Baseball season is nearly upon us. As the the south digs out from scattered snow storms, the groundskeeping crew will be working overtime at Hawkins Field to get the diamond in playing shape by Friday. The Commodores open up their season by hosting the Niagara University Purple Eagles in a three game homestand starting Friday.
Last year, the 'Dores put up a valiant showing in the opening round of the College World Series. The team eliminated two teams in Louisville before falling in the finals of their regional matchup with the host Cardinals. Many of the key members of that team return, but this year marks the first year in recent history that Vanderbilt will go into the season without a sure-fire first round draft pick. Before the action starts on the field, let's take a peek at how the Commodores will look out there this year. We'll start with what looks to be Vandy's biggest question mark in 2010: pitching.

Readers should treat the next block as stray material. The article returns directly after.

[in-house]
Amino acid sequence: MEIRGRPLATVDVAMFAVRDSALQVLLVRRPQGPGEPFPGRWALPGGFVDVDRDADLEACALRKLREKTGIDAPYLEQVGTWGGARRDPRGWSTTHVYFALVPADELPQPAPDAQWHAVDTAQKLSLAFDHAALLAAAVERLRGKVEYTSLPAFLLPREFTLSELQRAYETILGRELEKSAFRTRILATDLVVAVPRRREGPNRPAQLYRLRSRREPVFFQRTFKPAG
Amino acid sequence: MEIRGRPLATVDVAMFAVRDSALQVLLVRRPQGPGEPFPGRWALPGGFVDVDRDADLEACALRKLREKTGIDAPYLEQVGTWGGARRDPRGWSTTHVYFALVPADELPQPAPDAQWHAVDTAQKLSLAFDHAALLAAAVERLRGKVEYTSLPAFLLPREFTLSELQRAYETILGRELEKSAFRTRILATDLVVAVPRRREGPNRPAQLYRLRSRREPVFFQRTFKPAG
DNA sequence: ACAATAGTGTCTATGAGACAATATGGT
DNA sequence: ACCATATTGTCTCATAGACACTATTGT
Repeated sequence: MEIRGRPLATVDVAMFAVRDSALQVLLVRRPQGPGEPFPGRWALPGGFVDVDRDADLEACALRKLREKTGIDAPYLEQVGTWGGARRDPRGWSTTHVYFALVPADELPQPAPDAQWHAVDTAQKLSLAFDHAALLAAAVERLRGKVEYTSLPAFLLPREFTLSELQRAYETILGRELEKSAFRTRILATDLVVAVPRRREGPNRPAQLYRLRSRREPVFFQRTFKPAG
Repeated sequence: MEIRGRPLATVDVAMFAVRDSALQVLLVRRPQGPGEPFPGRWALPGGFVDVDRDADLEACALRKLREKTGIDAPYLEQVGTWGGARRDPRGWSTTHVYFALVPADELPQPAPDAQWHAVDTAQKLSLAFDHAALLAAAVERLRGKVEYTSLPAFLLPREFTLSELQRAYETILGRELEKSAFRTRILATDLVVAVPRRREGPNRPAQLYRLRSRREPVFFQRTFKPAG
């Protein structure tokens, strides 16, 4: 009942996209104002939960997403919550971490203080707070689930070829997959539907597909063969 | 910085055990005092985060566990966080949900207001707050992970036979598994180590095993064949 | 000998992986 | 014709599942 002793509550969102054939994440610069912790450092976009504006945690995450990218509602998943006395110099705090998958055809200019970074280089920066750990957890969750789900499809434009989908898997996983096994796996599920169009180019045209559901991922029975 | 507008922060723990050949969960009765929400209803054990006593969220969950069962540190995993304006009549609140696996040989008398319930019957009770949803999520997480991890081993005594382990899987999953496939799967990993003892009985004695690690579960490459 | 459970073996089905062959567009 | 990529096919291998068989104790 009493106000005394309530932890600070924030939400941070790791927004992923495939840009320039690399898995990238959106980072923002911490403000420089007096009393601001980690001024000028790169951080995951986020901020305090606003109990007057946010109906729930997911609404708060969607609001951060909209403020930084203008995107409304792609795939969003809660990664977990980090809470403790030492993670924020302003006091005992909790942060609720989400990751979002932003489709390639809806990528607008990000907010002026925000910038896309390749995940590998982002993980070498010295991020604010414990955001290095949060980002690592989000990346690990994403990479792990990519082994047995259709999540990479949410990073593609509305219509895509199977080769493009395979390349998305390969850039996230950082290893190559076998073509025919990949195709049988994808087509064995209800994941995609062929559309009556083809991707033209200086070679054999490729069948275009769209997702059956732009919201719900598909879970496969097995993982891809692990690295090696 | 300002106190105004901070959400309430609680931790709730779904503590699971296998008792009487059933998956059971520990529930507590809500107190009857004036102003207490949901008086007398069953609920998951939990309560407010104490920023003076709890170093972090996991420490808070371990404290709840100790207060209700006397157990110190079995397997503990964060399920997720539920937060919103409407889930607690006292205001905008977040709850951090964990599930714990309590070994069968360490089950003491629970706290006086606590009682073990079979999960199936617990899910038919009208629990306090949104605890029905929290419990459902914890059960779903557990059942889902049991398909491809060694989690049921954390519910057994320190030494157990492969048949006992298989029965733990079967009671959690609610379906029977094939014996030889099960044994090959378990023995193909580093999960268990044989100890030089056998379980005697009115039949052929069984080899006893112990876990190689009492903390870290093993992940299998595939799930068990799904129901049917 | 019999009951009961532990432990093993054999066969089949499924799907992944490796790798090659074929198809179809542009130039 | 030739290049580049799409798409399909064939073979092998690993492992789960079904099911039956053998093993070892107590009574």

The bad news? Mike Minor is gone. The #7 overall pick in the 2009 MLB draft was snapped up by the Atlanta Braves after a 6-6 year with a 3.90 ERA. The team's #2 and #3 starters, Caleb Cotham and Nick Christiani are also gone. As a result, the team will have to replace a trio of pitchers who combined to start 39 of the team's 64 games in 2009. In their absence, two young righthanders will step up to lead the Commodore rotation. Freshman All-American Sonny Gray and Cape Cod League standout Jack Armstrong will take the hill after being named to BaseballAmerica's pre-season All-America team for 2010.
It's a three-game series...who do you start?